Monday, April 27, 2009

A Good Thing: Lala.com

I am incapable of stealing music. This isn't due to any moral rigor on my part, nor some weird deficiency in the tensile strength of my finger bones, making them give way all jelly-like when typing "Pirate Bay." I simply can never find what I'm looking for, nor am I skilled enough in the ways of the Interwebs to avoid whatever traps rabid music labels set forth to snare 75 year-old women illegally downloading Chamillionaire or 15 year-olds hellbent on learning the ways of life and love through Fergie.

The result of this sad state of affairs is an addiction to streaming music that results, generally, in a plethora of free songs. Or at the very least heavily discounted songs. The iTunes vs Amazon DRM/Variable Pricing/who-can-find-the-newest-way-to-screw-you-war means little to me. They scramble for my dollars for naught. I've got Lala.

Lala.com is better than Last.Fm. Lala.com is also better than Pandora.com. Lala.com is better than a lot of things - olives, small ferns, medium-attractive sweaters.

I will tell you why:

1. Lala allows you to listen to any song in its vast library once for free, giving you the opportunity to hear an artist's entire oeuvre before committing to any exchange of funds.
2. Upon signing up, you get 50 free songs that you can save online and listen to endlessly from Lala free of charge.
3. Their site is a pleasant teal, reminding me of blue-raspberry AirHeads and hygienic toilet bowls.
4. Once you run through your 50 free songs, web albums are all of 80 cents. 80 cents! Admittedly you can only listen to them online, but I'm rarely more than three feet away from an internet connection, so this bothers me not. Full albums are also available for standard download - usually at about 7 bucks a pop.
5. The site works well, almost never stabbing me in the eye with the cruel spear of buffering.

The competition:

Last.fm rarely lets you listen to the exact song you want to hear, instead shuffling you into that song's "channel" where similar music you have no say in wafts through, sometimes pleasantly, often just a touch off-pitch. Pausing is impossible. Attempt to pause and you lose the song you were listening to, and will most likely crash the site.

Pandora suffers a similar problem. While it pioneered the space of exposing listeners to new artists they'll probably like, it again falls behind when I want to hear a favorite song or a whole album. Additionally, there's no way to backtrack through a channel. (Please note, what follows is a helpful anecdote that makes me appear folksy and approachable). It's like the farmer who takes his cow up to the bedroom for a night of platonic cuddles, but cannot drive it back down when his vengeful wife appears, threatening steak sandwiches. Cows, like Pandora, can walk up stairs, but not back down. (That should have been read, by the way, with a slightly Southern accent. If you failed to read it thusly, please backtrack and do so now).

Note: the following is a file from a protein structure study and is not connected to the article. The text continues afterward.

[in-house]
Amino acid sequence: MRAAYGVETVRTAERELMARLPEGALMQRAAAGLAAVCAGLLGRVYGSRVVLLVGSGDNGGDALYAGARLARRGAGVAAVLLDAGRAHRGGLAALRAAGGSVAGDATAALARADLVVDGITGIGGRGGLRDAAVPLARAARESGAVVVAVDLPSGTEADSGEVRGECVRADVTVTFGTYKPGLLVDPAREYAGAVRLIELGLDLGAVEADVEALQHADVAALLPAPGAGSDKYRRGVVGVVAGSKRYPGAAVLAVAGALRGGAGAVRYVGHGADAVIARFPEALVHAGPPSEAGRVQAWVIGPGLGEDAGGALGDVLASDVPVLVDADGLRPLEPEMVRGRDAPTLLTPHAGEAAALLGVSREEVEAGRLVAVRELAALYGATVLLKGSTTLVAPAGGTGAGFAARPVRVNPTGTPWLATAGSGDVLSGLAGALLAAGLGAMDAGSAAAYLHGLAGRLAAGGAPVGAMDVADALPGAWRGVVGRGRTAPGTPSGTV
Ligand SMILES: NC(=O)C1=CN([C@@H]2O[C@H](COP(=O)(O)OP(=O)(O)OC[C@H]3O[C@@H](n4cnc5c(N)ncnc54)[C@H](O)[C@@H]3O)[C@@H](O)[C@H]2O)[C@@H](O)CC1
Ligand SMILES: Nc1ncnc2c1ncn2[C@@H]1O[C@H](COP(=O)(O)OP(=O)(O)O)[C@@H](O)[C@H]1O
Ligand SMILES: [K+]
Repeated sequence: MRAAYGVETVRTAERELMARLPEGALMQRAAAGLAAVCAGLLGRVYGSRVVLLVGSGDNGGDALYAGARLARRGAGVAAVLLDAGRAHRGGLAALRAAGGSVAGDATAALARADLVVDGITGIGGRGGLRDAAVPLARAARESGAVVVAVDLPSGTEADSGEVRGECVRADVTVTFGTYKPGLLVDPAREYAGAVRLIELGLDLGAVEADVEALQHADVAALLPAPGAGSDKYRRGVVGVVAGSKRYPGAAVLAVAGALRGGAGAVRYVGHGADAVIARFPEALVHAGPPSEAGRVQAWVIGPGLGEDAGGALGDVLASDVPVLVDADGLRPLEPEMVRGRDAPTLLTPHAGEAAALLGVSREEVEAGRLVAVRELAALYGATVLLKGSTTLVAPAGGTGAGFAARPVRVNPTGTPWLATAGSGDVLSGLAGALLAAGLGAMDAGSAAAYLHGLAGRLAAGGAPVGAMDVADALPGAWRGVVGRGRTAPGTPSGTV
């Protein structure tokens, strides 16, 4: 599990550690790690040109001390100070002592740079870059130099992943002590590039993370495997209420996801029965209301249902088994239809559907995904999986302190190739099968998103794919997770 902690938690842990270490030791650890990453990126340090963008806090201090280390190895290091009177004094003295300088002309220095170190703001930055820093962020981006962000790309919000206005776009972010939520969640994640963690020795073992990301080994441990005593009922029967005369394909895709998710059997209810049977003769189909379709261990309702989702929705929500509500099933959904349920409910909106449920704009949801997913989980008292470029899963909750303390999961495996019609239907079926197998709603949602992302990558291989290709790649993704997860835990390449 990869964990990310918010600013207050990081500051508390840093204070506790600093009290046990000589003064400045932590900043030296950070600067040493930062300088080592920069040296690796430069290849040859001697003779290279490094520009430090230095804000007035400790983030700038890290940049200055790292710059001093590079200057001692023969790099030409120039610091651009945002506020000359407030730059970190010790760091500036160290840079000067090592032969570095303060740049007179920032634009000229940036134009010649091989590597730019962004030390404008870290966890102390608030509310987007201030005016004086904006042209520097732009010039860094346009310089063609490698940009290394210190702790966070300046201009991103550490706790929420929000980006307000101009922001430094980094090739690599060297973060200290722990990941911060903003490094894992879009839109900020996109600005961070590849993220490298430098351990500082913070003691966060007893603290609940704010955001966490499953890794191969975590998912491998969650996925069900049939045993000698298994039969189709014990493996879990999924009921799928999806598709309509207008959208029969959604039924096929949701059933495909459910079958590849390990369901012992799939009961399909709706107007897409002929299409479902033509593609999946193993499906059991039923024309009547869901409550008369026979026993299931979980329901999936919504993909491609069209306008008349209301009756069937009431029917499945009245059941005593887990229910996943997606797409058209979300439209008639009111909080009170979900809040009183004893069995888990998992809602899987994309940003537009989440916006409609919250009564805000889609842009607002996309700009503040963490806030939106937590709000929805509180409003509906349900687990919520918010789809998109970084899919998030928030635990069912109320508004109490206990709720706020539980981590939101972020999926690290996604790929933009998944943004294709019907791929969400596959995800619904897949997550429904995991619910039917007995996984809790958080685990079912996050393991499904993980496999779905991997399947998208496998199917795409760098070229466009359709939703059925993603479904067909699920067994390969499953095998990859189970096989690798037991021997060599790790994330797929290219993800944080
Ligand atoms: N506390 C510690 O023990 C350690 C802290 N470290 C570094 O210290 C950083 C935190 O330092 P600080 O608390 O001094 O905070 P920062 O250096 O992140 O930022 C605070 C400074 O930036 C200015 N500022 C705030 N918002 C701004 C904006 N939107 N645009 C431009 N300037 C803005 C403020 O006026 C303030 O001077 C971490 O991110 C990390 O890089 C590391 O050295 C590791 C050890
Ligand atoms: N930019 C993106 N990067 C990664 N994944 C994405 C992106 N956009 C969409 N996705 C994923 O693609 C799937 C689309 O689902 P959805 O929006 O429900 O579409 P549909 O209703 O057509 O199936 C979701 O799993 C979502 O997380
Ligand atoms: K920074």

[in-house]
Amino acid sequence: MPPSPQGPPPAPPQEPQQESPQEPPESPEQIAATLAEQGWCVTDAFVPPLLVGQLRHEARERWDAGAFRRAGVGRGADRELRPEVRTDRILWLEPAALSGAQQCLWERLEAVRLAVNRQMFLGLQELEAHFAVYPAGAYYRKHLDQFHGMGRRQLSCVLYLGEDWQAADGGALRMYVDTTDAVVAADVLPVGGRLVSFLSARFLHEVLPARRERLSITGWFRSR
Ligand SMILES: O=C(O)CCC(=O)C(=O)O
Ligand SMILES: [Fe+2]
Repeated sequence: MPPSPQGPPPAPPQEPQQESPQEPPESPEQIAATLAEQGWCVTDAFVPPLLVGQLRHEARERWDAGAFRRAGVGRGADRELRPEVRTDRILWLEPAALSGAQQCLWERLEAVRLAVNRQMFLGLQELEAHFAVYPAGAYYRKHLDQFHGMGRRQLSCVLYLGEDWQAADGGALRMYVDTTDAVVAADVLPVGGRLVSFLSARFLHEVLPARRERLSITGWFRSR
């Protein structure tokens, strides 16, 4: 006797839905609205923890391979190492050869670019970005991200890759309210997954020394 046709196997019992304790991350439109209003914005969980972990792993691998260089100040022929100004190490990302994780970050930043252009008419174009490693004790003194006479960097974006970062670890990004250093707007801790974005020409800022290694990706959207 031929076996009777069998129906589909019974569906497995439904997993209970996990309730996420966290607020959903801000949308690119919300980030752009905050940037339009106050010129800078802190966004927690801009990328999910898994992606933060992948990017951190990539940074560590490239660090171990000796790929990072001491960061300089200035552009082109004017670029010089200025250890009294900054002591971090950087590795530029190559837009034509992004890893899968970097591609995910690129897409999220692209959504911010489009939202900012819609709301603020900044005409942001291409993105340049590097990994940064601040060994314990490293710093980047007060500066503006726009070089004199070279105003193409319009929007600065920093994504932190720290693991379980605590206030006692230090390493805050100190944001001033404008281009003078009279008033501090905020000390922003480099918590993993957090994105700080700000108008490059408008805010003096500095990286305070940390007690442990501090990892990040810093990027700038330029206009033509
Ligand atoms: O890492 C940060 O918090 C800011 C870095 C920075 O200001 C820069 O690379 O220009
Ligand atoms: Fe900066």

And thus, the winner: Lala. Better than Last.fm. Better than medium-attractive sweaters. Better than cows.

4 comments:

Caren said...

Dina. This is easily one of the most awesome things I have read, aside from your astute depiction of certain Robs.
I demand such clever hilarity on a daily basis. Or at the very least, weekly. I lament that I did not know your blog prior to today.

(Still, I do love my Pandora...)

Dina said...

Caren. Thank you for setting the bar so low. Your lamentations are appreciated and agreed with. You should have been here when I wrote exclusively about mayonnaise.

Yana said...

Woman, I demand more things!

Anonymous said...

Even better by my lights was Imeem.com. Unlimited streaming, no "you can play this song only once," Excellent Library, easy to create playlists.

Just after Thanksgiving 2009, I opened my Imeem page to start streaming Christmas music. Inexplicably my PC went straight to MySpace.com. I tried again. Eventually I stayed on the MySpace page long enough to realize the awful truth: MySpace had bought out Imeem, and promptly broken it. No playlists, and my membership info is gone. To continue means creating a MySpace page, something I have long resisted.

So I find myself using Lala, but I will always remember that one brief shining hour when music of all varieties could be legally streamed without limits or restriction.